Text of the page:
Antenatal Screening

screening choices for pregnant women 

Antenatal Screening

Screening is defined as the process of identifying apparently healthy people who may be at an increased risk of a disease or condition. 

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Prevalence, sensitivity & specificity

Prevalence is the number of individuals in a target population who have the condition. 

Sensitivity is the measure of a screens ability to refer all those people who do have the target condition 

Specifcity is the measure of a screens ability to not refer those people who do not have the target condition. 

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Booking Bloods

At the booking appointment the midwife should discuss why booking bloods are offered to all pregnant women and what we are screening for.

These are:

Rhesus Blood Group

Rubella Status




In order for full informed consent to be gained, the woman must know and understand all the information about the screening.

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Screening for Downs Syndrome

Before the booking appointment, women should have been given the appropriate information regarding screening for Downs Syndrome. Again this should be discussed with them to ensure they understand what the screening test is looking for, what it involves & when and how they will receive the results. 

If they give their full informed consent and whether they are in the correct time frame, they will be offered the combined screening. 

Combined Screening 

This is done between 11+2 and 14+1 weeks gestation.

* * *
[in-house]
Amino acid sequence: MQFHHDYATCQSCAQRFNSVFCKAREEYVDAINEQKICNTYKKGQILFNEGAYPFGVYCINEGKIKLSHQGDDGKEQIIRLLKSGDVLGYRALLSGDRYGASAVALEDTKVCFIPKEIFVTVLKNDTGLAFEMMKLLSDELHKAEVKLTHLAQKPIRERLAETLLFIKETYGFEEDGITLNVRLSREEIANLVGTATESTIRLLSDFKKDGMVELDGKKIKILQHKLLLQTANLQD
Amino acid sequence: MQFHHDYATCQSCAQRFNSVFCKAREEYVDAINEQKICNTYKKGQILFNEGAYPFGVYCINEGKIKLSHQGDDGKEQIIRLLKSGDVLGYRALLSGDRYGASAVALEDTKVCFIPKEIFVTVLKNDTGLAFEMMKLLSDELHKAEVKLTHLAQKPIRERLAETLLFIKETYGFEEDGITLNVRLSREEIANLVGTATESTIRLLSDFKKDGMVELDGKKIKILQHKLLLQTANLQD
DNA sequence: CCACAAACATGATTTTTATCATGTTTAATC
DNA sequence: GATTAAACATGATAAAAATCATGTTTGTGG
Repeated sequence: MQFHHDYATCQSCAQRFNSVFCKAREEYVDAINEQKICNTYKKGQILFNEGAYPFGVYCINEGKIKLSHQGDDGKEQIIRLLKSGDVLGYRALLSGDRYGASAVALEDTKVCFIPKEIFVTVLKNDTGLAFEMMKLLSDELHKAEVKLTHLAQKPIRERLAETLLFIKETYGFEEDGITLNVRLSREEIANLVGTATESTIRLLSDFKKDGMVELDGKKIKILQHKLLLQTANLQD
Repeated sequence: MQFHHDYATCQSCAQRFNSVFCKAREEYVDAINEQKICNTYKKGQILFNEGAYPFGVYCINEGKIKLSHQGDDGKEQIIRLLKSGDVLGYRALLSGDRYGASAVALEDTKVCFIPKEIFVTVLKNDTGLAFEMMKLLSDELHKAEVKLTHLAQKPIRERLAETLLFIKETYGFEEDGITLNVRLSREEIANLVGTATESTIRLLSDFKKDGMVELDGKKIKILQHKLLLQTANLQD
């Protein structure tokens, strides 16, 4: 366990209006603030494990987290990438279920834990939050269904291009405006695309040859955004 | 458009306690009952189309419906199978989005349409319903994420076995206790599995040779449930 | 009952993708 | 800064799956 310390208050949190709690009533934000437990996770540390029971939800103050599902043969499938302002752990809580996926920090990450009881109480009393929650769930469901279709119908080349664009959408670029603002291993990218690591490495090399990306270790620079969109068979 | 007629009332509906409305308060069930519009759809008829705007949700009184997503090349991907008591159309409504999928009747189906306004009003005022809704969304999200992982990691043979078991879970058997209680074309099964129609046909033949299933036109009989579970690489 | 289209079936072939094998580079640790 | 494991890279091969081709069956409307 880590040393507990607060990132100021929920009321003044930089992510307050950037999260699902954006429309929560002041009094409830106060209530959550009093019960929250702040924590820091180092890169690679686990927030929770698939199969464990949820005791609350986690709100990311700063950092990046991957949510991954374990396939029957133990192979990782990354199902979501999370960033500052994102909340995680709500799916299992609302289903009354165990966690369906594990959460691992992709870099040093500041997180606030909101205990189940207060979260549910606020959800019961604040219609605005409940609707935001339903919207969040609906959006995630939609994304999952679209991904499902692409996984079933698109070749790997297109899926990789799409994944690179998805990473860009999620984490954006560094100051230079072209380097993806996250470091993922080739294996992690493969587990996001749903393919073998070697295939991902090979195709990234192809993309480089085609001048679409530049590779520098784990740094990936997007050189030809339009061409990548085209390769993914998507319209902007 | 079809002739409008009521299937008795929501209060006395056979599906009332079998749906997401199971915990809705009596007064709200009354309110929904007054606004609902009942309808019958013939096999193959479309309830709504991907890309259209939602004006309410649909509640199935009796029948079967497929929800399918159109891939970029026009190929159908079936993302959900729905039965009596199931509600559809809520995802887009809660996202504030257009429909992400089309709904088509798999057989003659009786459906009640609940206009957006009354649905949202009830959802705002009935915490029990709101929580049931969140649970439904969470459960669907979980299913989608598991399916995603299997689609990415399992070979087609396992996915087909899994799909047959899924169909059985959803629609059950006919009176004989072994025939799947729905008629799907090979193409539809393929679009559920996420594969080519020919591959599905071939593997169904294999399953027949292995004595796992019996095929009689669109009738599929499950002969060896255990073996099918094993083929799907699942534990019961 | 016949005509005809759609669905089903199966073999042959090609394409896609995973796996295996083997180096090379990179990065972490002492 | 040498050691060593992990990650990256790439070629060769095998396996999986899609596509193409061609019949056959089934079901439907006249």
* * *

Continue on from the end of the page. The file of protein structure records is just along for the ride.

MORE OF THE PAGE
involves combining the results of a nuchal translucency scan (check for fluid on the back of baby's neck through USS) with a blood test.

This then gives the woman a risk factor of having a baby with Downs Syndrome  

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Quadruple Screening

This is a blood test taken between 14+2 -20 weeks gestation for women who have presented for antenatal care late and missed the opportunity for the combined screening. 

This blood test measures the levels of:

Maternal Serum Alpha-Feto Protein levels (AFP)

Human Chorionic Gonadotrophin levels (hCG)

unconjugated oestriol (uE3)

Inhibin A

These markers are all affected by maternal age, smoking status, ethnicity and family history and should be noted on the blood form.  

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Low Risk - a risk of less than 1 in 150 e.g. 1 in 220

High Risk - a risk equal to or greater than 1 in 150 e.g. 1 in 100

women with a high risk factor will be offered counselling and support as well as further diagnostic testing by either an Amniocentesis or Chorionic Villus Sampling.  

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Diagnostic Testing

The Diagnostic testing for Downs Syndrome involves undergoing an invasive procedure that extracts cells from either the amniotic fluid or the placenta.

Amniocentesis - This involves a fine needle being inserted through the mothers abdomen in order to extract some amniotic fluid surrounding the baby.

Chorionic Villus Sampling - This involves a fine needle also being inserted through the mothers abdomen to extract some of the chorionic villi of the placenta.

Both of the extracted matter gives an exact DNA match to that of the baby, allowing for examination for the extra chromosome 21. 

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Fetal Anomaly Scan

The Fetal Anomaly Scan is performed by Ultrasound at 18 - 20+4 weeks gestation.

It is performed so that by a qualified sonographer who looks in detail at the fetus from head to toe to check its growth and development. 

The scan can also identify any serious abnormalities or defects that could increase the risk of mortality and morbidity. 

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Remember that all screening is OPTIONAL 


Women should know all the information regarding her screening choices in order to make a full informed decision. 

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